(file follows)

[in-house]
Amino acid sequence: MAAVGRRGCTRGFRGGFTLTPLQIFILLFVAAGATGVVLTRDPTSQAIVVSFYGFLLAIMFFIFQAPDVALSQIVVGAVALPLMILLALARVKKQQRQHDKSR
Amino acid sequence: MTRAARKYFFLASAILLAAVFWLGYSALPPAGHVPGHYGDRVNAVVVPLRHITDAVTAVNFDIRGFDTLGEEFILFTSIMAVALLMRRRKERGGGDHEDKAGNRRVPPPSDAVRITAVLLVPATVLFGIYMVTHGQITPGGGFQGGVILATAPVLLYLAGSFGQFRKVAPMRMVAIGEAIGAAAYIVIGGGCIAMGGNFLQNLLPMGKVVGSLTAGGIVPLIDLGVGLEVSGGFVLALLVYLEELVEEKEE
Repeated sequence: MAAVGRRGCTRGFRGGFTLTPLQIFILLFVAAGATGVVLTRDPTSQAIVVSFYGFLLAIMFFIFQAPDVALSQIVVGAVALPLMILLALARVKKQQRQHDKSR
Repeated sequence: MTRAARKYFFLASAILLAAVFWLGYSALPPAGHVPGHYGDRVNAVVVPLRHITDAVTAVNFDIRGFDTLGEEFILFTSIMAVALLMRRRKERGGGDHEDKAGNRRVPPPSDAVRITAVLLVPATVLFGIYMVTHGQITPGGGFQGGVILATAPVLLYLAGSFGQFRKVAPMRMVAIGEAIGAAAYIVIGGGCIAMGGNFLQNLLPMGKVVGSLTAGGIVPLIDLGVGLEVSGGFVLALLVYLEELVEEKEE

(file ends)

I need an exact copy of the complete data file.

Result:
[in-house]
Amino acid sequence: MAAVGRRGCTRGFRGGFTLTPLQIFILLFVAAGATGVVLTRDPTSQAIVVSFYGFLLAIMFFIFQAPDVALSQIVVGAVALPLMILLALARVKKQQRQHDKSR
Amino acid sequence: MTRAARKYFFLASAILLAAVFWLGYSALPPAGHVPGHYGDRVNAVVVPLRHITDAVTAVNFDIRGFDTLGEEFILFTSIMAVALLMRRRKERGGGDHEDKAGNRRVPPPSDAVRITAVLLVPATVLFGIYMVTHGQITPGGGFQGGVILATAPVLLYLAGSFGQFRKVAPMRMVAIGEAIGAAAYIVIGGGCIAMGGNFLQNLLPMGKVVGSLTAGGIVPLIDLGVGLEVSGGFVLALLVYLEELVEEKEE
Repeated sequence: MAAVGRRGCTRGFRGGFTLTPLQIFILLFVAAGATGVVLTRDPTSQAIVVSFYGFLLAIMFFIFQAPDVALSQIVVGAVALPLMILLALARVKKQQRQHDKSR
Repeated sequence: MTRAARKYFFLASAILLAAVFWLGYSALPPAGHVPGHYGDRVNAVVVPLRHITDAVTAVNFDIRGFDTLGEEFILFTSIMAVALLMRRRKERGGGDHEDKAGNRRVPPPSDAVRITAVLLVPATVLFGIYMVTHGQITPGGGFQGGVILATAPVLLYLAGSFGQFRKVAPMRMVAIGEAIGAAAYIVIGGGCIAMGGNFLQNLLPMGKVVGSLTAGGIVPLIDLGVGLEVSGGFVLALLVYLEELVEEKEE